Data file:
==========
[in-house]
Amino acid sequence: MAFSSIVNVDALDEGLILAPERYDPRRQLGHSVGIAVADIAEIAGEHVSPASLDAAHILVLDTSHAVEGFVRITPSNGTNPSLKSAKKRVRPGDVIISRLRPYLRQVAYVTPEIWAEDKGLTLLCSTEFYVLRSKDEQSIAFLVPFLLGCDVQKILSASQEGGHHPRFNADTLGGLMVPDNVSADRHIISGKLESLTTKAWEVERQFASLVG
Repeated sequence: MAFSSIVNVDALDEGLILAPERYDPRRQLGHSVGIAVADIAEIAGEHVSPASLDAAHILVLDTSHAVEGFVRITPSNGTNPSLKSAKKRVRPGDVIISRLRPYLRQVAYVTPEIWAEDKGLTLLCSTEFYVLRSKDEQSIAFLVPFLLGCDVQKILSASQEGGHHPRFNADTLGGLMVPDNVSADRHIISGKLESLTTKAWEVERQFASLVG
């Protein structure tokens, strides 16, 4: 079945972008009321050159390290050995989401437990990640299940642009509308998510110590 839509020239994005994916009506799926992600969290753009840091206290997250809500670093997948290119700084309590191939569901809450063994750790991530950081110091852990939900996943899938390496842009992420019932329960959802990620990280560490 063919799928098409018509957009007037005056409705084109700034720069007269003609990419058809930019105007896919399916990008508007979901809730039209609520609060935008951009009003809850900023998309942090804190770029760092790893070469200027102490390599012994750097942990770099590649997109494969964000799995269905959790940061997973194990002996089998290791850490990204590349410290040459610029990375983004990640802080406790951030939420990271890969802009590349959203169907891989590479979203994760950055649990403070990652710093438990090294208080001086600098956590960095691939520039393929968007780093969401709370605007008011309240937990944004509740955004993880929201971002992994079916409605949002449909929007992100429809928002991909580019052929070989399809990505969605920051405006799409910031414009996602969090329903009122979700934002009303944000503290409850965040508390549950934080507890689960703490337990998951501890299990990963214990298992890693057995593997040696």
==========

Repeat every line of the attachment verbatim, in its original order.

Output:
[in-house]
Amino acid sequence: MAFSSIVNVDALDEGLILAPERYDPRRQLGHSVGIAVADIAEIAGEHVSPASLDAAHILVLDTSHAVEGFVRITPSNGTNPSLKSAKKRVRPGDVIISRLRPYLRQVAYVTPEIWAEDKGLTLLCSTEFYVLRSKDEQSIAFLVPFLLGCDVQKILSASQEGGHHPRFNADTLGGLMVPDNVSADRHIISGKLESLTTKAWEVERQFASLVG
Repeated sequence: MAFSSIVNVDALDEGLILAPERYDPRRQLGHSVGIAVADIAEIAGEHVSPASLDAAHILVLDTSHAVEGFVRITPSNGTNPSLKSAKKRVRPGDVIISRLRPYLRQVAYVTPEIWAEDKGLTLLCSTEFYVLRSKDEQSIAFLVPFLLGCDVQKILSASQEGGHHPRFNADTLGGLMVPDNVSADRHIISGKLESLTTKAWEVERQFASLVG
């Protein structure tokens, strides 16, 4: 079945972008009321050159390290050995989401437990990640299940642009509308998510110590 839509020239994005994916009506799926992600969290753009840091206290997250809500670093997948290119700084309590191939569901809450063994750790991530950081110091852990939900996943899938390496842009992420019932329960959802990620990280560490 063919799928098409018509957009007037005056409705084109700034720069007269003609990419058809930019105007896919399916990008508007979901809730039209609520609060935008951009009003809850900023998309942090804190770029760092790893070469200027102490390599012994750097942990770099590649997109494969964000799995269905959790940061997973194990002996089998290791850490990204590349410290040459610029990375983004990640802080406790951030939420990271890969802009590349959203169907891989590479979203994760950055649990403070990652710093438990090294208080001086600098956590960095691939520039393929968007780093969401709370605007008011309240937990944004509740955004993880929201971002992994079916409605949002449909929007992100429809928002991909580019052929070989399809990505969605920051405006799409910031414009996602969090329903009122979700934002009303944000503290409850965040508390549950934080507890689960703490337990998951501890299990990963214990298992890693057995593997040696």